What can be achieved through css, html and quixe?

I’ve noticed that several parser games this past year have used specialized Quixe websites. CMG had a blue background in Midnight Swordfight, Ryan Veeder has released several games with colored backgrounds, and Pacian’s Superluminal Vagrant Twin uses colored backgrounds and, seemingly, different fonts than the standard font.

How far can you go with this? I’ve seen tons of Twine games, like Candlesmoke or Hannah Powell-Smith’s games that use colored backgrounds and texts, different sizes of text and different fonts.

How hard would it be to have a Quixe game that visually looked just like Candlesmoke? (Larger font, brown text on an image background) I’m just using Candlesmoke as an example of a visually rich Twine game.

Edit: Link to Candlesmoke for reference: http://inurashii.xyz/candlesmoke/

I would assume you can modify the HTML and CSS to your hearts content, but if you want real flexibility, glulx-typescript (fyrevm) would allow you to lay out your web page in any way you want and place the content wherever you want.

You lose the “standard” bit of a status line, scrolling text window, and you have to think a little differently about emitting text, but then again, the standard template of IF could certainly be recreated if that was important.

Can the input channels in textfyre be used to allow graphics to change on the fly (i.e. like changing background color?)

So this is a good problem and I’ll try to explain how FyreVM could solve it…

First, you could do it many different ways. Do you want to change themes? Do you want to change just one css class? Do you want to change the background image? The first thing I would do is decide what happens for this particular “UI change”.

Let’s say we know it’s a background image. This means we’re going to set/change … or if we’re using CSS, ….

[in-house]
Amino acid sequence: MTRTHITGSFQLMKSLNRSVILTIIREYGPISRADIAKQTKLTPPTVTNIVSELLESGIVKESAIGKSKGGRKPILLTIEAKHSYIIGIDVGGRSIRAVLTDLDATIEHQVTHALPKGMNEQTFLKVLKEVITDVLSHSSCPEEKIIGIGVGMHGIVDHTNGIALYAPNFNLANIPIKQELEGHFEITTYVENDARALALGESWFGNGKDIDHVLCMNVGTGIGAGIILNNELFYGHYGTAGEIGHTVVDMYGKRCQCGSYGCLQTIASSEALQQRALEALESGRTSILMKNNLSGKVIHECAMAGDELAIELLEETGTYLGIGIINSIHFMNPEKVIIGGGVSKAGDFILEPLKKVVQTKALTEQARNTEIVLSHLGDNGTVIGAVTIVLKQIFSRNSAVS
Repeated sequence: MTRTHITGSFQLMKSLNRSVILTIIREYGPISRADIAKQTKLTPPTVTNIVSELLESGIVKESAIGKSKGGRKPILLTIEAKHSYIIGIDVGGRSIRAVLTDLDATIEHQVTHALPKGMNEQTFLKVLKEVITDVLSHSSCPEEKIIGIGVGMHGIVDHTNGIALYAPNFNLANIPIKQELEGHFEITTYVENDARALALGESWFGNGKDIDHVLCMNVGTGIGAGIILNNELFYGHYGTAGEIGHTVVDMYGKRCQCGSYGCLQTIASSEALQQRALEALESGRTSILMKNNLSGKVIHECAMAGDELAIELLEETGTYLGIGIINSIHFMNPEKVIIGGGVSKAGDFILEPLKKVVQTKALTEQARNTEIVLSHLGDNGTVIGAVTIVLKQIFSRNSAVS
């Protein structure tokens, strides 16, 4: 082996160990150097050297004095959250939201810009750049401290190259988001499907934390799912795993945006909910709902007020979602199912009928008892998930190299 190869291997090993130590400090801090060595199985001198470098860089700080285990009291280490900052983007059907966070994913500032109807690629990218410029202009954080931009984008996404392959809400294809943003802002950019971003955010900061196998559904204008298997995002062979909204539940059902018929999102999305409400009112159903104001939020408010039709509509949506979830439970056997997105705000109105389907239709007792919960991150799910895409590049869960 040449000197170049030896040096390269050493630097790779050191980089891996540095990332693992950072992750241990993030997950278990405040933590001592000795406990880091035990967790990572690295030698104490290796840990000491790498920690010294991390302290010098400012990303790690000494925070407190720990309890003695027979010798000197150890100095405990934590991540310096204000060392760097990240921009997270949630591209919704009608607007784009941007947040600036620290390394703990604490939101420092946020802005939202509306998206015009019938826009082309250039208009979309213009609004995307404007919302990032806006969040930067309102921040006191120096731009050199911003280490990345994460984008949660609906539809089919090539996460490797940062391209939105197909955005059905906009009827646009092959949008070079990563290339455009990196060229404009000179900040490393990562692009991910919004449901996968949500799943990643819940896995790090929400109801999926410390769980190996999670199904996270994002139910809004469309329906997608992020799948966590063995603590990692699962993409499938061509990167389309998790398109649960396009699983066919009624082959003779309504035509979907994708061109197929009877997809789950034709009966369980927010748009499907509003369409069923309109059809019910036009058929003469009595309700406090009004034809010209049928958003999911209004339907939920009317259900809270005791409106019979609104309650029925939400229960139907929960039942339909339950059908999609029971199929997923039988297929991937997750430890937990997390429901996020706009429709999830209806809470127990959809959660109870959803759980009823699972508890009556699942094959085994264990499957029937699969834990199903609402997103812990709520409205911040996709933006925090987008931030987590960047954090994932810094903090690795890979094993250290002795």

We know how to do this with javascript:

document.body.style.backgroundImage = “url(‘myimage.jpg’)”;

Now on the I7 side, we create a new channel:

Include (- Constant FYC_BACKGROUND = (‘B’ * $1000000) + (‘I’ * $10000) + (‘M’ * $100) + ‘G’; -).
To Change the Background:
(- if (is_fyrevm) FyreCall(FY_CHANNEL, FYC_BACKGROUND); -).

Now when we want to change the background, we just do the following:

After doing something interesting:
Change the Background;
say “mynewimage.jpg”;
Select the Main channel.

Now when doing something interesting, the channel “BIMG” will contain the text “mynewimage.jpg”. There are probably simpler ways to write the action that would allow you to just do this:

Change the background to "mynewimage.jpg";

…but I’m just spit-balling here.

Now on the web side of things, the OutputReady() event is going to fire to let you know that all of your channel data is ready to be “handled”. I have it set up to automatically transform channels to the fyrevm global object, so this might come through as:

fyrevm.backgroundImage

Which would allow to do the following:

document.body.style.backgroundImage = “url(’” + fyrevm.backgroundImage + “’)”;